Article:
The only problem with these laudable goals is that the pet project du jour is usually addressed in the state budget anyway, so when said projects get a boost from sin taxes, the normal allocations get shuffled to different pork action items as the money simply moves from one pocket to the other pocket of the same pair of pants. So where does Colorado’s weed revenue go to? Well, the Crown Jewel of recipients is something called BEST, or Building Excellent Schools Today.

There! Don’t you feel better about your 32-year-old child living in the basement, whose only emitted signs of life are the alternating sounds of a clacking game controller and the crunches of Doritos?

I mean, there not just building schools, they’re building EXCELLENT schools, and not tomorrow, they’re building them TODAY! How could you deny excellent schools? Today?

There is a sticky wicket or two involved in the whole legal pot thing. Marijuana is still federally recognized as a Schedule 1 drug, and since banks are governed by the fed, who backs them with FDIC, bankers are prohibited from doing business with known drug dealers, gangsters, or anybody falling under the wide umbrella of RICO laws.

While the Obama administration has turned a casual eye upon federally enforcing laws, some in the industry worry about the next regime. “Obama is going to be out of office in a couple of years,” said Mary Wickersham, a former BEST board member and director of the Center for Education Policy Analysis at the University of Colorado Denver. “What is going to happen with this revenue?”

For the moment, however, the industry is successful as a revenue generator. Weed revenue has outpaced alcohol revenue, and out-of-staters come and drop their Benjamins in Colorado, thus helping the state economy. And, the state is ostensibly getting the BEST schools built on the weed dime.

What is Shatter and How Do You Use It

by Scott Mollette

Introduction to Shatter
Recreational drug use is on the rise throughout the world as laws decriminalizing marijuana are sweeping the planet. That’s a good thing for people that like to get high and not run afoul of the authorities. One of the evolving trends are marijuana concentrates, that is, extracts. These are found in various forms, one of which is the ever popular Shatter.

Okay, what is Shatter?
Shatter is basically just processed hash oil for all intents and purposes. In fact, Shatter is an extract of the plant Cannabis sativa, or what we have a variety of names for: weed, dope, reefer, pot, rope, Boo and blunt. Those in the know, that is, extract artists, extract upwards of 80% of the THC and CBD from marijuana to create the potent concentrate. In its newly processed form, Shatter immediately reminds one of natural honey. In this sense, it is darker shade of yellow and considerably thick. However, when it is cold, it has a remarkable similarity to glass. In fact, the name Shatter is derived from its penchant for breaking or shattering if dropped. The chemical extraction process may be researched online for budding chemists; however, suffice it to say that butane is typically used to extract all of the resin and/or oil from the Cannabis buds. Finally, contrary to popular belief, Shatter will not blow up in your face when you use it. This is a vicious and false rumor.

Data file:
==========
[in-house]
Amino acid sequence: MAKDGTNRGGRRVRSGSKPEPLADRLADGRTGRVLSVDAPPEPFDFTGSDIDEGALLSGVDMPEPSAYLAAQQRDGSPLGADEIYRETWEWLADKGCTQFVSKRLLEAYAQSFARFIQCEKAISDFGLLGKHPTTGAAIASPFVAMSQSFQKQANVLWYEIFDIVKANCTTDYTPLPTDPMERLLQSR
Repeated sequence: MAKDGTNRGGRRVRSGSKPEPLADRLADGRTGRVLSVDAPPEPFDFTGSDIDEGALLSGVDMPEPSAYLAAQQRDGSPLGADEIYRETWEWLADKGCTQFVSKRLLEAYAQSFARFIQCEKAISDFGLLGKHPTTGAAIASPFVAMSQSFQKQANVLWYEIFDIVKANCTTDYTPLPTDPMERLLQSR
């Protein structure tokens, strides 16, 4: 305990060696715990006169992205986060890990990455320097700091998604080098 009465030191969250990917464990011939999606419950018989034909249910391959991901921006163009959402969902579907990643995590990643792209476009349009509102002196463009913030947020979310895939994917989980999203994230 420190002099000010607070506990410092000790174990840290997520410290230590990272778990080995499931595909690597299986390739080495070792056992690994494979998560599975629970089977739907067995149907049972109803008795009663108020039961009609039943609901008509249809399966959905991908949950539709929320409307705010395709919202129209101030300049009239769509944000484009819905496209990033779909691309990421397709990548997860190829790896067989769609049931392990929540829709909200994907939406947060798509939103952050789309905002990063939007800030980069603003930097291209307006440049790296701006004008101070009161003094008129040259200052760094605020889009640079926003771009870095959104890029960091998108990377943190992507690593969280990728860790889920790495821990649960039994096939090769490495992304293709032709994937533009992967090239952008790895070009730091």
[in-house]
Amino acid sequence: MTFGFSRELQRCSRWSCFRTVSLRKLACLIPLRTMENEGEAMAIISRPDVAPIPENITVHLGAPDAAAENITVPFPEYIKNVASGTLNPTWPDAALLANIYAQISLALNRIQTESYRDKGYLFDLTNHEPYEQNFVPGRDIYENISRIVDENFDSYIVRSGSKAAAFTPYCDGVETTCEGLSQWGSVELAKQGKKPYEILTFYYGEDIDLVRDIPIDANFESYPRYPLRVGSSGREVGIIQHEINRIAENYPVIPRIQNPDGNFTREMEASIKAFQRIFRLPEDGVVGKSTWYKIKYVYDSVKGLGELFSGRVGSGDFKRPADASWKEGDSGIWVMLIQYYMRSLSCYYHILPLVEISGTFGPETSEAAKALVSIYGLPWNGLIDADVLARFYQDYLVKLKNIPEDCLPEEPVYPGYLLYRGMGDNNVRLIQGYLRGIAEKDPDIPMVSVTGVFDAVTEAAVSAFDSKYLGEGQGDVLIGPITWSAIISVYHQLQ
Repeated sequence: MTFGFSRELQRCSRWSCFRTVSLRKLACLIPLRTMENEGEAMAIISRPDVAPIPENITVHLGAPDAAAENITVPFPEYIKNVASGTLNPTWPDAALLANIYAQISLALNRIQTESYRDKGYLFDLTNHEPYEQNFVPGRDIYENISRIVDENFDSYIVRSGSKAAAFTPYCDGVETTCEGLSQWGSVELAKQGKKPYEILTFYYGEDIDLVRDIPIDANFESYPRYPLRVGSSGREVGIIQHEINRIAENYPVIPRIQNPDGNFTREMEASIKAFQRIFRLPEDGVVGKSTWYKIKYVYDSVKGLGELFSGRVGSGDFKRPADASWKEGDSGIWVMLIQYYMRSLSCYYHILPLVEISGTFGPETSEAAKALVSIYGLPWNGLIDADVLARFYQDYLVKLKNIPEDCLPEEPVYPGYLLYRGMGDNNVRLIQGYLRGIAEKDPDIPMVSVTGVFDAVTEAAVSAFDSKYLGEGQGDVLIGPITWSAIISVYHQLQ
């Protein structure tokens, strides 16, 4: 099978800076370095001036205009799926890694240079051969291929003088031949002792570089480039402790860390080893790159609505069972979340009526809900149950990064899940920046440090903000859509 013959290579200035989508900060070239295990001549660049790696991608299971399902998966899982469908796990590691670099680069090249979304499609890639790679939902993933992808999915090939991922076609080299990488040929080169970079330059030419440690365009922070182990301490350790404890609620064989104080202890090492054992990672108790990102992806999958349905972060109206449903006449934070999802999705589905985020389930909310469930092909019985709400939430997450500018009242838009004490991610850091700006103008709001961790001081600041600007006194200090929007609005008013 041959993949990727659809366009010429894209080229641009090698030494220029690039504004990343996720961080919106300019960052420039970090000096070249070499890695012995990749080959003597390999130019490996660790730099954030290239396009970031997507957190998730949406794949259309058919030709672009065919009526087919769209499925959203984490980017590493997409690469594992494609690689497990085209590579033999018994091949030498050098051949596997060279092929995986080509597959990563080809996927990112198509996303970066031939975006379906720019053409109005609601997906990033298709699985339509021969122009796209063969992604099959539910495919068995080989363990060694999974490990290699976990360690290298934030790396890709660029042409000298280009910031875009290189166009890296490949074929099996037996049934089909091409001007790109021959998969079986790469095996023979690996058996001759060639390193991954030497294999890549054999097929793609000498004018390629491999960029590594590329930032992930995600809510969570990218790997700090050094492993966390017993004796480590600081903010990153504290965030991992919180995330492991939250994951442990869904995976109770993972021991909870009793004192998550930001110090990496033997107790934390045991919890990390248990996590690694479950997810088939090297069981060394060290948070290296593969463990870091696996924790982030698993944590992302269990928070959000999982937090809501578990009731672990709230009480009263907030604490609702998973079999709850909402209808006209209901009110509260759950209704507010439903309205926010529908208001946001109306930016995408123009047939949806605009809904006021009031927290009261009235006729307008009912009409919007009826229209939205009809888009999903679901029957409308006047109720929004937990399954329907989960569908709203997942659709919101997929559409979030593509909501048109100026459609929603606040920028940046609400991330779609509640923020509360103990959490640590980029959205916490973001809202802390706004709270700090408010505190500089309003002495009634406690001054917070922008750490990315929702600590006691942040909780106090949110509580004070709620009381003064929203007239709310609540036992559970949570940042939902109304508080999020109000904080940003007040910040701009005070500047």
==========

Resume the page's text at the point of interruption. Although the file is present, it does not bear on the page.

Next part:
Why would I want to use Shatter rather than weed?
For one, Shatter is trending and who wants to be left out of the fun? But perhaps the best reason to give it a go is for the intense high. This is not your grandfather’s skunk weed from 1960s Mexico, but rather a powerful high that can floor the most experienced user. I’m talking super stoned, of course, all dependent on the potency, one’s location, and all those other pertinent factors such as the extract artist. Yet another reason is that you might not like the taste or smell of marijuana. All good. Shatter permits a user to utilize a vaporizer or bong like apparatus. These are commonly referred to as rigs. The act of vaping Shatter is called dabbing.

So how do I use it, dude?
First and foremost, you need to purchase or borrow a rig. A novel way of vaping is with a vape-pen, a device that plugs into a USB outlet. Your local budtender likely has one, or friends that have been dabbing. Inexpensive vape-pens and rigs are available on the market. After scoring some Shatter, typically ranging in price from 35-90 clams, again dependent on the potency, a user should find a relatively safe environment to vape. Rather than a bowl, rigs have a glass or titanium “nail”. When Shatter is touched to the properly heated nail, it is instantly vaporized and inhaled by the user through the mouthpiece.

And there you have it, Shatter wisdom for the young and old. And hey, I don’t always vape, but when I do, I prefer Shatter.